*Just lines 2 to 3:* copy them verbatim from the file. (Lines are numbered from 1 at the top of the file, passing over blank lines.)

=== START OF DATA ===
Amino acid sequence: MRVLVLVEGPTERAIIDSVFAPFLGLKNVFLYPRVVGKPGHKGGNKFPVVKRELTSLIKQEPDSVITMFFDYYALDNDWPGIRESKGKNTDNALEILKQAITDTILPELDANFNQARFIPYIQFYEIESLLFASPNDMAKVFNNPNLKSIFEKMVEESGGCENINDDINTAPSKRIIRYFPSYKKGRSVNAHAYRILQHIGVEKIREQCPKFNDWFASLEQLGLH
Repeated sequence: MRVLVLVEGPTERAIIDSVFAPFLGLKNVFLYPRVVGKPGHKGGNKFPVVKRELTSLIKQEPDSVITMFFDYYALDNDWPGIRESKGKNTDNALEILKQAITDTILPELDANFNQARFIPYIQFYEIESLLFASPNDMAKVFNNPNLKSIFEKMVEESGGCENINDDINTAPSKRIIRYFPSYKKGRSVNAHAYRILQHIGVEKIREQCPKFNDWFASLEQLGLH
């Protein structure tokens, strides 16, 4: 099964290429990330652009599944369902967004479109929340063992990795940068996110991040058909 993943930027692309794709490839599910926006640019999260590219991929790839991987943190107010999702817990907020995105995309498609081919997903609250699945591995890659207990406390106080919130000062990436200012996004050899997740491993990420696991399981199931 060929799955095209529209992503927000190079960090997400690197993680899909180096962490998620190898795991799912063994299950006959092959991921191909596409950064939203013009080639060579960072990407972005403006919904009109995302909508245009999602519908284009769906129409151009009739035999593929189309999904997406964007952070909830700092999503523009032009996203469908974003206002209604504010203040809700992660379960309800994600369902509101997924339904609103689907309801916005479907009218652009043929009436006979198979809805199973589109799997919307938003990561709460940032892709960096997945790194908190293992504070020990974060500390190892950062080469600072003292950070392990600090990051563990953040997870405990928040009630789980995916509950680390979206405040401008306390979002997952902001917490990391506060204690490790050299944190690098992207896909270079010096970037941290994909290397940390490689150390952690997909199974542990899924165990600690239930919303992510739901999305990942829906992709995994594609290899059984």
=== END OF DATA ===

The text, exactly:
Repeated sequence: MRVLVLVEGPTERAIIDSVFAPFLGLKNVFLYPRVVGKPGHKGGNKFPVVKRELTSLIKQEPDSVITMFFDYYALDNDWPGIRESKGKNTDNALEILKQAITDTILPELDANFNQARFIPYIQFYEIESLLFASPNDMAKVFNNPNLKSIFEKMVEESGGCENINDDINTAPSKRIIRYFPSYKKGRSVNAHAYRILQHIGVEKIREQCPKFNDWFASLEQLGLH
């Protein structure tokens, strides 16, 4: 099964290429990330652009599944369902967004479109929340063992990795940068996110991040058909 993943930027692309794709490839599910926006640019999260590219991929790839991987943190107010999702817990907020995105995309498609081919997903609250699945591995890659207990406390106080919130000062990436200012996004050899997740491993990420696991399981199931 060929799955095209529209992503927000190079960090997400690197993680899909180096962490998620190898795991799912063994299950006959092959991921191909596409950064939203013009080639060579960072990407972005403006919904009109995302909508245009999602519908284009769906129409151009009739035999593929189309999904997406964007952070909830700092999503523009032009996203469908974003206002209604504010203040809700992660379960309800994600369902509101997924339904609103689907309801916005479907009218652009043929009436006979198979809805199973589109799997919307938003990561709460940032892709960096997945790194908190293992504070020990974060500390190892950062080469600072003292950070392990600090990051563990953040997870405990928040009630789980995916509950680390979206405040401008306390979002997952902001917490990391506060204690490790050299944190690098992207896909270079010096970037941290994909290397940390490689150390952690997909199974542990899924165990600690239930919303992510739901999305990942829906992709995994594609290899059984």